Montbell UL Sleeping Bag Cover

Montbell U.L. Sleeping Bag Cover
(7 ounces) (including stuff sack)
This is the lightest and most compact waterproof/breathable bivi sack I know of. 
It's made from Goretex fabric and is completely seam sealed.  It's pretty basic, with a simple drawstring closure.  The fabric is very lightweight and somewhat fragile, so you have to be careful with it to prevent tears. 
It's a great piece of gear for going fast and light, however.  If you need a superlight bivi sack to keep snow cave drips off of your down bag, this really is a great choice. 

Integral Designs "Endurance" Pertex Bivi Sack
(10.8 ounces) (including stuff sack)
Before I found the Montbell bivi sack, I thought that this one was the lightest and most compact.  It's still pretty small and light, and the fabric is slightly more robust than the Montbell bag, so the Integral Designs bivi is a good choice if you're going to put your bivi sack to regular use.  The Integral Designs bivi also is a bit roomier than the Montbell bivi, so there's room inside to for a loftier sleeping bag and also room for boot liners etc.  
The Pertex fabric breathes well and the fabric is completely seam taped for waterproofness.  
Overall, this is a very nice piece of gear. 

Blizzard Bag
(13.7 ounces)
This is an interesting piece of gear, however, I have no idea if it really works or not because I haven't used it yet. 
I read about it on the psycovertical website and decided that I should buy one.
It is, more or less, a space bag with insulation.  It provides protection from wind and rain, and supposedly, it has the insulative value of a 40 degree sleeping bag. 
For 13.7 ounces total weight, that's pretty impressive, as it combines the weather resistance of a bivi sack with the insulation of a lightweight sleeping bag.
So, why haven't I used it?  Mainly because once it's opened, it becomes a lot more bulky than it is when new.  From the manufacturer, it's packed in a vacuum sealed plastic bag and is rather thin and compact.  However, once opened and the insulation expands, it can't really ever be packed down so small again. 
At $40, it's not all that expensive, but it's not cheap enough that I want to experiment with it either, so I haven't ever really tested it out.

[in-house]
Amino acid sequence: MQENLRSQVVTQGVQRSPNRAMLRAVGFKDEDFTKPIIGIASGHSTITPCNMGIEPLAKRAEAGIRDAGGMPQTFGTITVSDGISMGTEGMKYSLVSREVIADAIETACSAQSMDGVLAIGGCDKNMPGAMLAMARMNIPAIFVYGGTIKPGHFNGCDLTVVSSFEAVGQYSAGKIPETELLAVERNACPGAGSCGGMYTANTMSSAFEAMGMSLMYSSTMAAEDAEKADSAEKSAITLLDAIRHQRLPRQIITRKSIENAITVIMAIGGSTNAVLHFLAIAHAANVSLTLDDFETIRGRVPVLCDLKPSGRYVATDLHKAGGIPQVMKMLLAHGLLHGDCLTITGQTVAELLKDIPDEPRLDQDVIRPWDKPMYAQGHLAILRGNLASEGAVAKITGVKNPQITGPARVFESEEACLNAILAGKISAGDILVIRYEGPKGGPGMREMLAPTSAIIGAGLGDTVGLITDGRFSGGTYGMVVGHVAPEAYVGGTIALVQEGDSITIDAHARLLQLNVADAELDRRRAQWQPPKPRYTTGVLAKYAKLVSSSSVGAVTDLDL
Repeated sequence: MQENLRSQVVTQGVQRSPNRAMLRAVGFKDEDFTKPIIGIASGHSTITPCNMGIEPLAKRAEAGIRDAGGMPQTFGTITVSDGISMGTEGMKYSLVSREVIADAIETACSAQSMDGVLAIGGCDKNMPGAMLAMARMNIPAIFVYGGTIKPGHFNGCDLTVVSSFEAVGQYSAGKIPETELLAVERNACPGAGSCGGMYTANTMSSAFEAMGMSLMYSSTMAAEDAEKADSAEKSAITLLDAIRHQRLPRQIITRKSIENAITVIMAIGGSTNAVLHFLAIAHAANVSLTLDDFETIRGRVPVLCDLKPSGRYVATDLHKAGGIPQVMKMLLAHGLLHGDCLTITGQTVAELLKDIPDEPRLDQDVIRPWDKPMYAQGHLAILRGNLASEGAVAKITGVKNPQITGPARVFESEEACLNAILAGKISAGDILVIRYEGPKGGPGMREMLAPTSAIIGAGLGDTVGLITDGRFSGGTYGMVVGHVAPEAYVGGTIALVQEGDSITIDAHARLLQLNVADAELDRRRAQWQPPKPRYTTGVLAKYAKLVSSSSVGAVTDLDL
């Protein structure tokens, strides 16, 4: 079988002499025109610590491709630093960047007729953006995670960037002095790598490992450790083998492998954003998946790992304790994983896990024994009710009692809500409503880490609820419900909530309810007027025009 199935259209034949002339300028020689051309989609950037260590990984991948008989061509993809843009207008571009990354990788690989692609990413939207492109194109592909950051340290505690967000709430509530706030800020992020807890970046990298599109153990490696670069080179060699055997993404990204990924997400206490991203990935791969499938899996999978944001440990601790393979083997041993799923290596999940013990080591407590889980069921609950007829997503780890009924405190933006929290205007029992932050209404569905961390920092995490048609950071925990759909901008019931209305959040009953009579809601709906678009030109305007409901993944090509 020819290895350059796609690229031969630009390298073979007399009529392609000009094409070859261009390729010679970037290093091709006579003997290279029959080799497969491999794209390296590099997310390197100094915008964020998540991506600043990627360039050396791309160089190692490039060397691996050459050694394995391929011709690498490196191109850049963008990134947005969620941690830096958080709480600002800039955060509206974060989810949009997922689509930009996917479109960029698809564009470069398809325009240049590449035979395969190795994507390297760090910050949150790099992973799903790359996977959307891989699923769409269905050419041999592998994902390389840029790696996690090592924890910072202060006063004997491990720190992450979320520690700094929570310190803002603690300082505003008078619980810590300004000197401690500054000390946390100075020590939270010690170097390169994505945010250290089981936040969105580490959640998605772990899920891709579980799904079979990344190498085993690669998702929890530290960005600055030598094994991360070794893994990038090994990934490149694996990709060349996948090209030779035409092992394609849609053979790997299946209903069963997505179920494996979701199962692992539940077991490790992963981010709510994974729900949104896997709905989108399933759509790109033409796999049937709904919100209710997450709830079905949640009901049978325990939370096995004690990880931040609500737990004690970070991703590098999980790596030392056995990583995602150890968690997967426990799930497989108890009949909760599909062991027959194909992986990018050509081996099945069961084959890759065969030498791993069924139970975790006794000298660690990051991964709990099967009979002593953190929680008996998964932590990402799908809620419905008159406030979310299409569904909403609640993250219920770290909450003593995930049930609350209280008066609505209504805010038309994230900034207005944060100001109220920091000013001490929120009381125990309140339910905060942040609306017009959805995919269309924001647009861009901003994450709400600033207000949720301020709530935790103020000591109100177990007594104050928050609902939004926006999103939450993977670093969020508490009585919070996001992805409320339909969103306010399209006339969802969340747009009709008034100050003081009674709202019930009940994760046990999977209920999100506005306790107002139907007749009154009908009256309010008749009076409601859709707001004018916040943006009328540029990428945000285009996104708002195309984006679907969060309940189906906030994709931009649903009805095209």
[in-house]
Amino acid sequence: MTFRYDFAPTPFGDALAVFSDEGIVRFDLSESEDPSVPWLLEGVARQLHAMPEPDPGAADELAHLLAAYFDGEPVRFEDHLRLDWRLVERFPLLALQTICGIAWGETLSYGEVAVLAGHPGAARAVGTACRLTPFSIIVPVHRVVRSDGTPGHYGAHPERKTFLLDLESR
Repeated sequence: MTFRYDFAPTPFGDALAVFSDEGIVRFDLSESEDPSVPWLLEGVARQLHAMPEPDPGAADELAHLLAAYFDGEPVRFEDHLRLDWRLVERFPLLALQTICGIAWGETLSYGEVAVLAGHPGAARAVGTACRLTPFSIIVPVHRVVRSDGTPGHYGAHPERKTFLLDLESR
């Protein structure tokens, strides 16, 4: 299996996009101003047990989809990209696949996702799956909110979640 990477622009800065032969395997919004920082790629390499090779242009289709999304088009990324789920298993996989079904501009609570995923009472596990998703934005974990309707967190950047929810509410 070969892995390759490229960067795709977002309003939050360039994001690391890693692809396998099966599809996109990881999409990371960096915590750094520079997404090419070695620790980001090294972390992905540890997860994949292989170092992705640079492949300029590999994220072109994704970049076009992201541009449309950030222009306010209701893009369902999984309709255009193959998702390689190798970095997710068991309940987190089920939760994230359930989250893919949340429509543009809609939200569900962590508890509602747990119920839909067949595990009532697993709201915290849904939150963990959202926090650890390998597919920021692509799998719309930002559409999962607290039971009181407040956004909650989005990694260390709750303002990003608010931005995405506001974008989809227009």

I've carried it with me on a number of occasions.  I find that I drop it in the bottom of my climbing pack when I'm doing an alpine route that I'm "pretty sure" I can do in a day, but where there is a real possibility that I could end up spending the night out due to routefinding issues (or general incompetence.) 

Outdoor Research Advanced Bivi
(2 pounds, 0.9 ounces)

This is a two pole bivi sack with a gore-tex upper and a coated nylon floor. The two poles form a sort of clam shell opening, which can be adjusted to open the sack all the way, or just a little. You can open the sack up, but still leave a sort of awning over your head. With this configuration, you have a roof protecting you from rain, but can still ventilate.

I used this bivi shelter for a week-long backpacking trip in the Wind River range and was very happy with its performance. It kept me dry through a number of rainy nights, packed up small and light weight, and didn't give me a claustrophobic feeling.

It is a good shelter for solo backpacking, although there isn't room to bring a pack inside with you, so you will need to bring along a pack fly to cover your pack, or else park your pack underneath a dense tree to protect it from rain at night.

Although this is a decent shelter, I've found that I prefer the versatility and additional space of my Henry Shires/Tarptent "Contrail" (reviewed on the pyramid/tarp page.)  For less weight, the Contrail provides more comfort, more elbow room, more headroom, and a less claustrophobic living/sleeping experience.